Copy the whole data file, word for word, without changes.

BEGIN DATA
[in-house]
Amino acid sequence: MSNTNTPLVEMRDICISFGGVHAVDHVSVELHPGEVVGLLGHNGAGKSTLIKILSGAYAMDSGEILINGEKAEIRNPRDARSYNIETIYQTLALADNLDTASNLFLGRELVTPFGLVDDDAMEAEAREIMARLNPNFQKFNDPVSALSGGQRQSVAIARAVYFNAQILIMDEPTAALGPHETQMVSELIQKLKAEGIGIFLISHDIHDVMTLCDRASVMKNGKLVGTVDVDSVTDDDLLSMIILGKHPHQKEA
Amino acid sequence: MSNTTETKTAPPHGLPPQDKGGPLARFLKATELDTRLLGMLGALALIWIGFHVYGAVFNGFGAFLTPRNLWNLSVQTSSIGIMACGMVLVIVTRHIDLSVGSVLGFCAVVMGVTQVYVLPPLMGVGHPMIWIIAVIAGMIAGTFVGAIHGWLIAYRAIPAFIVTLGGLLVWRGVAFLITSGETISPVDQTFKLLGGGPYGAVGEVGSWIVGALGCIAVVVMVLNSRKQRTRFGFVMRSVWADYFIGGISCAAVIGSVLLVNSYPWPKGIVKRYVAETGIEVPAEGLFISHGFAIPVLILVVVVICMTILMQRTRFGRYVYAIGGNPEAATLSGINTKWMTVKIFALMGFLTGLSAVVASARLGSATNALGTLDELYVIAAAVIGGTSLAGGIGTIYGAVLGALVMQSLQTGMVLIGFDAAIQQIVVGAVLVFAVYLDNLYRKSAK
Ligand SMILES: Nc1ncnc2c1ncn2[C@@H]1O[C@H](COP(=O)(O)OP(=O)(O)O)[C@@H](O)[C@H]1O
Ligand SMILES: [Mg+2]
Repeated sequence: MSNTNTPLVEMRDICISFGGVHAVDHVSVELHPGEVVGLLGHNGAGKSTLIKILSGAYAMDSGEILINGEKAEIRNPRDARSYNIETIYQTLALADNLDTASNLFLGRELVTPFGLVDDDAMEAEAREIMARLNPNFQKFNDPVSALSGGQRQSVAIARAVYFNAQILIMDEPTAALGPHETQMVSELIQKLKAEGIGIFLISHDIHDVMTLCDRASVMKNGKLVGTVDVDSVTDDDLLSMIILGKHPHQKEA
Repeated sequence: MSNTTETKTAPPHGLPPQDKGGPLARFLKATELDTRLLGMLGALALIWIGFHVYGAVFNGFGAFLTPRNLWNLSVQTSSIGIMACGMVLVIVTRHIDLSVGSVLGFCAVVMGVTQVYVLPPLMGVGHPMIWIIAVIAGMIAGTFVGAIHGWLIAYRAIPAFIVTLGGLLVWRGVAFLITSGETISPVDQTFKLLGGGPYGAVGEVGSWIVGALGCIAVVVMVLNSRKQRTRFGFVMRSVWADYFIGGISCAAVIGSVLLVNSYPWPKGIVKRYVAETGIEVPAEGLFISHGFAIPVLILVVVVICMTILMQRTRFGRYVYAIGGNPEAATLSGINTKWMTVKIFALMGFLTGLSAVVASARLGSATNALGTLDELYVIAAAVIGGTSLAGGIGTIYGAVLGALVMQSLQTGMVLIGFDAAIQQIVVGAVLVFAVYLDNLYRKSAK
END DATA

[in-house]
Amino acid sequence: MSNTNTPLVEMRDICISFGGVHAVDHVSVELHPGEVVGLLGHNGAGKSTLIKILSGAYAMDSGEILINGEKAEIRNPRDARSYNIETIYQTLALADNLDTASNLFLGRELVTPFGLVDDDAMEAEAREIMARLNPNFQKFNDPVSALSGGQRQSVAIARAVYFNAQILIMDEPTAALGPHETQMVSELIQKLKAEGIGIFLISHDIHDVMTLCDRASVMKNGKLVGTVDVDSVTDDDLLSMIILGKHPHQKEA
Amino acid sequence: MSNTTETKTAPPHGLPPQDKGGPLARFLKATELDTRLLGMLGALALIWIGFHVYGAVFNGFGAFLTPRNLWNLSVQTSSIGIMACGMVLVIVTRHIDLSVGSVLGFCAVVMGVTQVYVLPPLMGVGHPMIWIIAVIAGMIAGTFVGAIHGWLIAYRAIPAFIVTLGGLLVWRGVAFLITSGETISPVDQTFKLLGGGPYGAVGEVGSWIVGALGCIAVVVMVLNSRKQRTRFGFVMRSVWADYFIGGISCAAVIGSVLLVNSYPWPKGIVKRYVAETGIEVPAEGLFISHGFAIPVLILVVVVICMTILMQRTRFGRYVYAIGGNPEAATLSGINTKWMTVKIFALMGFLTGLSAVVASARLGSATNALGTLDELYVIAAAVIGGTSLAGGIGTIYGAVLGALVMQSLQTGMVLIGFDAAIQQIVVGAVLVFAVYLDNLYRKSAK
Ligand SMILES: Nc1ncnc2c1ncn2[C@@H]1O[C@H](COP(=O)(O)OP(=O)(O)O)[C@@H](O)[C@H]1O
Ligand SMILES: [Mg+2]
Repeated sequence: MSNTNTPLVEMRDICISFGGVHAVDHVSVELHPGEVVGLLGHNGAGKSTLIKILSGAYAMDSGEILINGEKAEIRNPRDARSYNIETIYQTLALADNLDTASNLFLGRELVTPFGLVDDDAMEAEAREIMARLNPNFQKFNDPVSALSGGQRQSVAIARAVYFNAQILIMDEPTAALGPHETQMVSELIQKLKAEGIGIFLISHDIHDVMTLCDRASVMKNGKLVGTVDVDSVTDDDLLSMIILGKHPHQKEA
Repeated sequence: MSNTTETKTAPPHGLPPQDKGGPLARFLKATELDTRLLGMLGALALIWIGFHVYGAVFNGFGAFLTPRNLWNLSVQTSSIGIMACGMVLVIVTRHIDLSVGSVLGFCAVVMGVTQVYVLPPLMGVGHPMIWIIAVIAGMIAGTFVGAIHGWLIAYRAIPAFIVTLGGLLVWRGVAFLITSGETISPVDQTFKLLGGGPYGAVGEVGSWIVGALGCIAVVVMVLNSRKQRTRFGFVMRSVWADYFIGGISCAAVIGSVLLVNSYPWPKGIVKRYVAETGIEVPAEGLFISHGFAIPVLILVVVVICMTILMQRTRFGRYVYAIGGNPEAATLSGINTKWMTVKIFALMGFLTGLSAVVASARLGSATNALGTLDELYVIAAAVIGGTSLAGGIGTIYGAVLGALVMQSLQTGMVLIGFDAAIQQIVVGAVLVFAVYLDNLYRKSAK